Vice syndicate busted in joint Singapore-China operation, 201 arrested
SINGAPORE: Authorities in Singapore and China have smashed a transnational vice syndicate and arrested 201 suspects, said the Singapore Police Force (SPF) in a news release on Monday (Dec 3).
The joint operation, conducted by Singapore police and China’s Ministry of Public Security (MPS), took place between Oct 22 and Nov 23.
A total of 83 locations in Singapore and in various parts of China were raided simultaneously, said Singapore police.
Twelve men and 173 women were arrested in Singapore for offences under the Women’s Charter. The rest of the suspects were arrested in China.
According to preliminary investigations, the vice syndicate in China operated a website which advertised sexual services of Chinese women in Singapore.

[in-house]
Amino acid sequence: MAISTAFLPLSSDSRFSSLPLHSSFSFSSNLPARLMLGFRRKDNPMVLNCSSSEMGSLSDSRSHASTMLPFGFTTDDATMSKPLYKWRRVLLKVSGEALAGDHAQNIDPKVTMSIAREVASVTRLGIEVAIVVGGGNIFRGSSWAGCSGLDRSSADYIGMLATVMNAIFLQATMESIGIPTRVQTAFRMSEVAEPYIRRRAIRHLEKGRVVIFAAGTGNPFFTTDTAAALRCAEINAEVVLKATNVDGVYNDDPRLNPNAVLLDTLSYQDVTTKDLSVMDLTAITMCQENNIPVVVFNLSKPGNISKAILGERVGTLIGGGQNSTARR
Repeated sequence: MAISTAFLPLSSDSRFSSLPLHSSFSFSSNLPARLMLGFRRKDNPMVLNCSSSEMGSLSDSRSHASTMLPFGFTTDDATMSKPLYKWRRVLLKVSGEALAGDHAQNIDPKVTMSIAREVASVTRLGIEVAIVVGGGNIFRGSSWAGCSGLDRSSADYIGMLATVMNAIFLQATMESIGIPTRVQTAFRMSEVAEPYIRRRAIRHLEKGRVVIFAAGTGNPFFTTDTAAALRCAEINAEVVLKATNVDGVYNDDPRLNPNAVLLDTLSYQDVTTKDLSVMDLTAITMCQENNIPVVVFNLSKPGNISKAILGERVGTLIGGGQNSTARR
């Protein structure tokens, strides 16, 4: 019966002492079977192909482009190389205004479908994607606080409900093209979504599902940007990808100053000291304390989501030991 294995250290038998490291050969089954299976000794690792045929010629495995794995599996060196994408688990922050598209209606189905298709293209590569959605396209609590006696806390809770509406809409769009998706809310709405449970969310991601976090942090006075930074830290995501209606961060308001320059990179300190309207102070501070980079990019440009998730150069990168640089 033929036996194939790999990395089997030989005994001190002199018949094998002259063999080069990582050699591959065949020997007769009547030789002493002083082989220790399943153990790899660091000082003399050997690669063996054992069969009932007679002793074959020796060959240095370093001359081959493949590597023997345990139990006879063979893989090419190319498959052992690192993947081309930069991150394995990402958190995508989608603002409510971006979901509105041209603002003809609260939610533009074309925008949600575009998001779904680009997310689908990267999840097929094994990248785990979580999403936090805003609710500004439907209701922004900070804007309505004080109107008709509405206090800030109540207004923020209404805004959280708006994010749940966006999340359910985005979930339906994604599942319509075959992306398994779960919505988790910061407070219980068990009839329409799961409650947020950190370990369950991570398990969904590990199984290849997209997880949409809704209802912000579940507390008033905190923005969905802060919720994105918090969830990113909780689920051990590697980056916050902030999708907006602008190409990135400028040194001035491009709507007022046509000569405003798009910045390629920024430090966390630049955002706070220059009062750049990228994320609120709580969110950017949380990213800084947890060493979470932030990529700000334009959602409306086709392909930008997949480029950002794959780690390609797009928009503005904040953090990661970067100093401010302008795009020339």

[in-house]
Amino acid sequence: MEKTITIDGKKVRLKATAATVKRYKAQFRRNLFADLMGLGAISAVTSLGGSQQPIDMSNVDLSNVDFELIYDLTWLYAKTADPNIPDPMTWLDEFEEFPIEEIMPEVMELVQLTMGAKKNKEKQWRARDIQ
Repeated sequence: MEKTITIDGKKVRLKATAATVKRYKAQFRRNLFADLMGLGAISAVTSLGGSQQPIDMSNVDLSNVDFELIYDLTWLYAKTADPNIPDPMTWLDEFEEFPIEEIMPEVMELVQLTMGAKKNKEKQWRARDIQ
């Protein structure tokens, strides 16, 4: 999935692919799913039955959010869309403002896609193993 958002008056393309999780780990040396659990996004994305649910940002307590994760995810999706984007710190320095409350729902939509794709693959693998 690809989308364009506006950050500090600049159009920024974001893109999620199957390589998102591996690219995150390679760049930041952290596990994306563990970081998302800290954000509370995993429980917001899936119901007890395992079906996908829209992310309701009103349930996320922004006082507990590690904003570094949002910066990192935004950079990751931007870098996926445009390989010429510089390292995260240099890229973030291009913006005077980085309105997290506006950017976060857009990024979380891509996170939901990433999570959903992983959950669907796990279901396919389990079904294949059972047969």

The syndicate is also believed to have made arrangements for the women to travel to Singapore, where they allegedly carried out vice activities in private apartments and HDB flats in the heartlands, said the police.
Screengrab from a video showing raid to crack down on a transnational vice syndicate. (Image: SPF)
During the raids in Singapore, nearly S$70,000 in cash, laptops and mobile phones were seized, while nearly RMB$420,000 (S$83,300) in cash was seized in China.
“This successful joint operation is a result of the close collaboration between the SPF and the MPS, People’s Republic of China,” said Florence Chua, Deputy Commissioner of Police (Investigation & Intelligence) and concurrent director of the Criminal Investigation Department.
“I would like to thank the MPS for their strong and unequivocal support, which was instrumental in crippling this syndicate.”
The police added that property owners play an important role in preventing vice activities, and reminded them to conduct regular checks on their tenants.
Those who knowingly rent their property to any person for vice-related activities face a jail term of up to three years and a fine of up to S$3,000.
Repeat offenders face a jail term of up to five years and a maximum fine of S$10,000.